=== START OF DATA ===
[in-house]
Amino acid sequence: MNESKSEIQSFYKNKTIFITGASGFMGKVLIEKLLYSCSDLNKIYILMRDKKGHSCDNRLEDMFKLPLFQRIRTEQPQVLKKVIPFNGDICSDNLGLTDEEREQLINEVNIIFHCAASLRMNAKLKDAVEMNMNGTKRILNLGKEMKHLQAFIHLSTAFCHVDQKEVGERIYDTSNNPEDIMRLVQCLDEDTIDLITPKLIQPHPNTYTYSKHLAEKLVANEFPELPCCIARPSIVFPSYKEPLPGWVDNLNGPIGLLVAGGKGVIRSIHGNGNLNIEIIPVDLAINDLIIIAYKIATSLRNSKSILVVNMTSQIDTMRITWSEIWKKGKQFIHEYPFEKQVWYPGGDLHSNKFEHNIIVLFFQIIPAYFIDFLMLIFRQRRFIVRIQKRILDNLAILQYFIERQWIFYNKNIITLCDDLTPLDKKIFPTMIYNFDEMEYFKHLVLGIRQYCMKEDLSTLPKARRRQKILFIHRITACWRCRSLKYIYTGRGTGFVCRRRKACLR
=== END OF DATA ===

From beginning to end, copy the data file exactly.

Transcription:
[in-house]
Amino acid sequence: MNESKSEIQSFYKNKTIFITGASGFMGKVLIEKLLYSCSDLNKIYILMRDKKGHSCDNRLEDMFKLPLFQRIRTEQPQVLKKVIPFNGDICSDNLGLTDEEREQLINEVNIIFHCAASLRMNAKLKDAVEMNMNGTKRILNLGKEMKHLQAFIHLSTAFCHVDQKEVGERIYDTSNNPEDIMRLVQCLDEDTIDLITPKLIQPHPNTYTYSKHLAEKLVANEFPELPCCIARPSIVFPSYKEPLPGWVDNLNGPIGLLVAGGKGVIRSIHGNGNLNIEIIPVDLAINDLIIIAYKIATSLRNSKSILVVNMTSQIDTMRITWSEIWKKGKQFIHEYPFEKQVWYPGGDLHSNKFEHNIIVLFFQIIPAYFIDFLMLIFRQRRFIVRIQKRILDNLAILQYFIERQWIFYNKNIITLCDDLTPLDKKIFPTMIYNFDEMEYFKHLVLGIRQYCMKEDLSTLPKARRRQKILFIHRITACWRCRSLKYIYTGRGTGFVCRRRKACLR